Funding increases announced for hospitals
By Jenn Watt
Published April 3, 2018
The following are brief reports of items discussed at the March 29 meeting of the Haliburton Highlands Health Services board of directors.
CEO Carolyn Plummer told the board the provincial government had announced an investment of $822 million for Ontario hospitals in their budget “with the goal to providing better access to care, reducing wait times, addressing capacity issues and better meeting the needs of Ontario’s growing and aging population,” she wrote in her report to the board.
“The budget does indicate there will be a minimum of one per cent increase to hospital budgets. We are hopeful we will be able to benefit from that in the near future. That would be applied to our upcoming fiscal year,” she said.
Asked whether the funding could be counted on if the current Liberal government does not win a majority in the June provincial election, Plummer said she was confident in the HHHS budget, but wasn’t as sure about all of the promised spending.
“I can tell you that all of the budget announcements that have been made, all of the additional funding increases that have been talked about, we didn’t include any of those in our budget plan for the upcoming year. We are confident we are set as long as they don’t mess with what we’ve already got,” she said.
The Ministry of Health and Long-Term Care has also announced 30,000 new long-term care beds in Ontario. Plummer said in her report that during the master planning for HHHS, “we will examine what might be possible to determine how we can best take advantage of this opportunity to help support the growing need for long-term care in our community.”
Break-even at year end
Finance committee chairman David Gray reported to the board that once everything
is taken into account, he expects that the health corporation would be in a break-even
position March 31.
He highlighted some of the year’s successes, including hundreds of thousands of dollars in grants for energy efficiency, emergency repairs and other initiatives.
“This is a remarkable accomplishment achieved by the staff of this organization that dug in and made this thing work,” said Dave Bonham, board chairman.
More volunteers than staff
Plummer took time to note that Volunteer Appreciation Week is on the horizon, the week of April 15, and that “between HHHS and the HHHS Foundation we actually have more volunteers than we do staff.” Volunteers help with Community Support Services programs, in long-term care, in acute care, on boards of directors, in the auxiliaries and at the foundation. To recognize that dedication, there will be two events: one at the Haliburton facility on April 17 at 1 p.m. and the other on April 18 in Minden at 1 p.m.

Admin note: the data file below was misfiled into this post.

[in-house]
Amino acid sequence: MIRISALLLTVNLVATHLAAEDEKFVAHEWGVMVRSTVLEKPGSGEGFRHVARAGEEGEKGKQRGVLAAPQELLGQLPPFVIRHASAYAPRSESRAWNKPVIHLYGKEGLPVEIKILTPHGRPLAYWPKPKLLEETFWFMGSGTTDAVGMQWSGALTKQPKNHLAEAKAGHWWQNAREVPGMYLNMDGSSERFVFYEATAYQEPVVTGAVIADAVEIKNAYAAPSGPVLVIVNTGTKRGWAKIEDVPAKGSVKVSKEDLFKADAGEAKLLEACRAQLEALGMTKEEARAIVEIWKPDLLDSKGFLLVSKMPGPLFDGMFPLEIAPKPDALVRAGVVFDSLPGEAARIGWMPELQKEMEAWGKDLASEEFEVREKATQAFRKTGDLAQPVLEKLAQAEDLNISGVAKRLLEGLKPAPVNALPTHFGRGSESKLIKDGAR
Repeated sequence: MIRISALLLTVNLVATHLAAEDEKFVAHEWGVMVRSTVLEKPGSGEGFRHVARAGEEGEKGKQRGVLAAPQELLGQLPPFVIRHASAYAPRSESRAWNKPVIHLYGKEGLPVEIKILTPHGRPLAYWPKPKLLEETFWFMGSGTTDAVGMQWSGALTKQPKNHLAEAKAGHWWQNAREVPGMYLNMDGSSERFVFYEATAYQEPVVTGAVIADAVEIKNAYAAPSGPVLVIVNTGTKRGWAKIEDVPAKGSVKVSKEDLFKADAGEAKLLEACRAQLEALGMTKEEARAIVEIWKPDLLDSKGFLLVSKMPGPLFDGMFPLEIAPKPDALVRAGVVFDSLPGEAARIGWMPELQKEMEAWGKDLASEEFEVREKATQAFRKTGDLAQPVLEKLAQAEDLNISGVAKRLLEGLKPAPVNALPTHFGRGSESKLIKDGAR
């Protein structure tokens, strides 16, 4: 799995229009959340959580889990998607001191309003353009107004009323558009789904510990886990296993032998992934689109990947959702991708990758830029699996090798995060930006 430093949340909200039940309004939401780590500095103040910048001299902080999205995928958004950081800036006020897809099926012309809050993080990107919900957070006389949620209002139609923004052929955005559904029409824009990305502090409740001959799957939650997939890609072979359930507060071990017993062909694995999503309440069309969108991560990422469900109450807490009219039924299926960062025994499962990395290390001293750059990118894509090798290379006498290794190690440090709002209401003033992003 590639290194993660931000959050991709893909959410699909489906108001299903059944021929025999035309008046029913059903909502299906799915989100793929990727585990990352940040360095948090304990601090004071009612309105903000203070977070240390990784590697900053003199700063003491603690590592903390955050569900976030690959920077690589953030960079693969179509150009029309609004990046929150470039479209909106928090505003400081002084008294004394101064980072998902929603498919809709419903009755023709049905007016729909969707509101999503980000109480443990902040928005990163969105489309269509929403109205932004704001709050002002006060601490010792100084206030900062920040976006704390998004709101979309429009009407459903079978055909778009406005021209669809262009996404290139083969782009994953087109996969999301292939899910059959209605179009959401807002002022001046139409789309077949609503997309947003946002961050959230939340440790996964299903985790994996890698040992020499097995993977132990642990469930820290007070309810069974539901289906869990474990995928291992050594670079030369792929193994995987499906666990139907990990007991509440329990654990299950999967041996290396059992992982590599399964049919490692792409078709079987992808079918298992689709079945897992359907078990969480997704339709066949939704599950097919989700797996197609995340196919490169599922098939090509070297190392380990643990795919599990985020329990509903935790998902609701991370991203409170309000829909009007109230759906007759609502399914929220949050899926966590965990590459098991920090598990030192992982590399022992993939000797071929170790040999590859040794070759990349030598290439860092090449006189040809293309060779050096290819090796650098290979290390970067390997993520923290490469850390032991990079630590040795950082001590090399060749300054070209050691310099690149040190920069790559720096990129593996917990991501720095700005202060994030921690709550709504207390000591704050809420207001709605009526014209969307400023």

Quality improvement targets
HHHS has submitted its annual quality improvement plan to Health Quality Ontario and it’s been posted to the corporation’s website for the public to peruse. In it is a summary of the actions taken over the last year and the goals for the year to come.
Linda Hunter, the interim VP clinical services, gave the board a summary of what the documents entail.
Last year’s achievements include “building a foundational culture of quality and safety for staff and physicians” as well as effectively tracking the medications and conditions of patients who use HHHS, ensuring theyare given proper medications.
“We’re also doing well in palliative care, both in the hospital and the community,” Hunter said.
Challenges to tackle in the year ahead include reducing the number of days people are in acute care when they should be elsewhere as well as “focusing on both falls and pressure ulcers in the long-term care area and falls also in the hospital area.”
Community Paramedicine provincial example
Nearly 100 people have been enrolled with the Community Paramedicine Program since it started in October, Plummer told the board.
The partnership between the Haliburton County Paramedic Service and HHHS assigns a specially trained paramedic to do home visits for patients. Up until recently, all patients were connected with the program through the GAIN team, which cares for frail seniors.
Plummer said the program “is now about to expand to accept referrals from other health service providers such as physicians and Family Health Team staff.”
The program helps keep seniors in their homes longer, gives family members peace of mind and allows the GAIN team to reach out more regularly to their patients.
“Currently, it is the only community paramedicine program in Ontario that involves this type of partnership and is now being seen as a leading practice for the province,” Plummer said.
Mental health services to distribute Naloxone kits
Although the health unit gives out Naloxone kits in the community for opioid overdoses, “the need for access to Naloxone has continued to increase,” Plummer reported.
Mental health services through HHHS will soon be a distribution site for the drug, which is an antidote to an opioid overdose.
HHHS staff will provide training for community members who pick up the kits on how to use the nasal spray. “This will enable family members as well as clients and individuals who use opioids to be proactively prepared in case of an overdose.”